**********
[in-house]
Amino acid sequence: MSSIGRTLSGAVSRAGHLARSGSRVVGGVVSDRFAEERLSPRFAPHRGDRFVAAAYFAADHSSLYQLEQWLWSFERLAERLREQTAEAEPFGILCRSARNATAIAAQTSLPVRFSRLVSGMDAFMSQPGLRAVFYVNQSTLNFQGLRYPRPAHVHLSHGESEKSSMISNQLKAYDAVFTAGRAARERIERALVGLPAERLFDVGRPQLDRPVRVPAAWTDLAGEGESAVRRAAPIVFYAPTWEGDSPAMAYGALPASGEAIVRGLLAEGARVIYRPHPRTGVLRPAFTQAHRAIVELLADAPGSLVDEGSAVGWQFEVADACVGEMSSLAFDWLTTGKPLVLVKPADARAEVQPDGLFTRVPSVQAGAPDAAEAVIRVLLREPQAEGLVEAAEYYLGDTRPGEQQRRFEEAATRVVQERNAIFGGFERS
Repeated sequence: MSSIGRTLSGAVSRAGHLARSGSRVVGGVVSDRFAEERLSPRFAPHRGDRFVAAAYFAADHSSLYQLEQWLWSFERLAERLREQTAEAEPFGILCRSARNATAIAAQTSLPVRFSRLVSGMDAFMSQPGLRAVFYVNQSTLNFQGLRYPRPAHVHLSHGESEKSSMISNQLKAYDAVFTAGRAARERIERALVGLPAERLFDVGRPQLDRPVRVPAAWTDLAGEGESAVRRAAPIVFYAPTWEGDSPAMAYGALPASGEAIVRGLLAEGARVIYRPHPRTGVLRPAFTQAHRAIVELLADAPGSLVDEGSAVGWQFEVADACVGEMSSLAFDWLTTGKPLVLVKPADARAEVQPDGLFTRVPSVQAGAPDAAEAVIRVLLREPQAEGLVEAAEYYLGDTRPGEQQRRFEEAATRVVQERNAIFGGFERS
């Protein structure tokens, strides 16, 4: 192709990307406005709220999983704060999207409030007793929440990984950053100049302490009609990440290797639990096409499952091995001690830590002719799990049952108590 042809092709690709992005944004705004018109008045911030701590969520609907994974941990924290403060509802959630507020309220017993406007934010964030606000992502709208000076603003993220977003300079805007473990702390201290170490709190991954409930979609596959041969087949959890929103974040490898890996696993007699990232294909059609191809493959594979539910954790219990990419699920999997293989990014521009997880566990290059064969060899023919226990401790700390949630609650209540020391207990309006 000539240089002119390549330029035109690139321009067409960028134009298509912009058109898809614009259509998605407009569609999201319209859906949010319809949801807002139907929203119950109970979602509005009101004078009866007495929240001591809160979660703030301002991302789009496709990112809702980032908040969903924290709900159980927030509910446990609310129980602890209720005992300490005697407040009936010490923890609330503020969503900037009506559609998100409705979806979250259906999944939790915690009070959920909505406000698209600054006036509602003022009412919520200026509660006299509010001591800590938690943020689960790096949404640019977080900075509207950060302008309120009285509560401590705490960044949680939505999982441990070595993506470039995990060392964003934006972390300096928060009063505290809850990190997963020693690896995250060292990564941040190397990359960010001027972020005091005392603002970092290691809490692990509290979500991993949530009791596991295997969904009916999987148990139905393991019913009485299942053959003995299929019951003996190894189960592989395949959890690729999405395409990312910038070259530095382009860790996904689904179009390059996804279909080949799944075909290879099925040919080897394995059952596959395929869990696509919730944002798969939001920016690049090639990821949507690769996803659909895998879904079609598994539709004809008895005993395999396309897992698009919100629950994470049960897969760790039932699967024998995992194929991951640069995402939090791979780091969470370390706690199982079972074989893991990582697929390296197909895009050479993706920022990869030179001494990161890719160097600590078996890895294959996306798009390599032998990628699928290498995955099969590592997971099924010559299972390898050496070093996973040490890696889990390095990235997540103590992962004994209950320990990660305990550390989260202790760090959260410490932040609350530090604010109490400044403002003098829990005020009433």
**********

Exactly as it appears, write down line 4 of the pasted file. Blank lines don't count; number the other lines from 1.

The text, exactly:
């Protein structure tokens, strides 16, 4: 192709990307406005709220999983704060999207409030007793929440990984950053100049302490009609990440290797639990096409499952091995001690830590002719799990049952108590 042809092709690709992005944004705004018109008045911030701590969520609907994974941990924290403060509802959630507020309220017993406007934010964030606000992502709208000076603003993220977003300079805007473990702390201290170490709190991954409930979609596959041969087949959890929103974040490898890996696993007699990232294909059609191809493959594979539910954790219990990419699920999997293989990014521009997880566990290059064969060899023919226990401790700390949630609650209540020391207990309006 000539240089002119390549330029035109690139321009067409960028134009298509912009058109898809614009259509998605407009569609999201319209859906949010319809949801807002139907929203119950109970979602509005009101004078009866007495929240001591809160979660703030301002991302789009496709990112809702980032908040969903924290709900159980927030509910446990609310129980602890209720005992300490005697407040009936010490923890609330503020969503900037009506559609998100409705979806979250259906999944939790915690009070959920909505406000698209600054006036509602003022009412919520200026509660006299509010001591800590938690943020689960790096949404640019977080900075509207950060302008309120009285509560401590705490960044949680939505999982441990070595993506470039995990060392964003934006972390300096928060009063505290809850990190997963020693690896995250060292990564941040190397990359960010001027972020005091005392603002970092290691809490692990509290979500991993949530009791596991295997969904009916999987148990139905393991019913009485299942053959003995299929019951003996190894189960592989395949959890690729999405395409990312910038070259530095382009860790996904689904179009390059996804279909080949799944075909290879099925040919080897394995059952596959395929869990696509919730944002798969939001920016690049090639990821949507690769996803659909895998879904079609598994539709004809008895005993395999396309897992698009919100629950994470049960897969760790039932699967024998995992194929991951640069995402939090791979780091969470370390706690199982079972074989893991990582697929390296197909895009050479993706920022990869030179001494990161890719160097600590078996890895294959996306798009390599032998990628699928290498995955099969590592997971099924010559299972390898050496070093996973040490890696889990390095990235997540103590992962004994209950320990990660305990550390989260202790760090959260410490932040609350530090604010109490400044403002003098829990005020009433």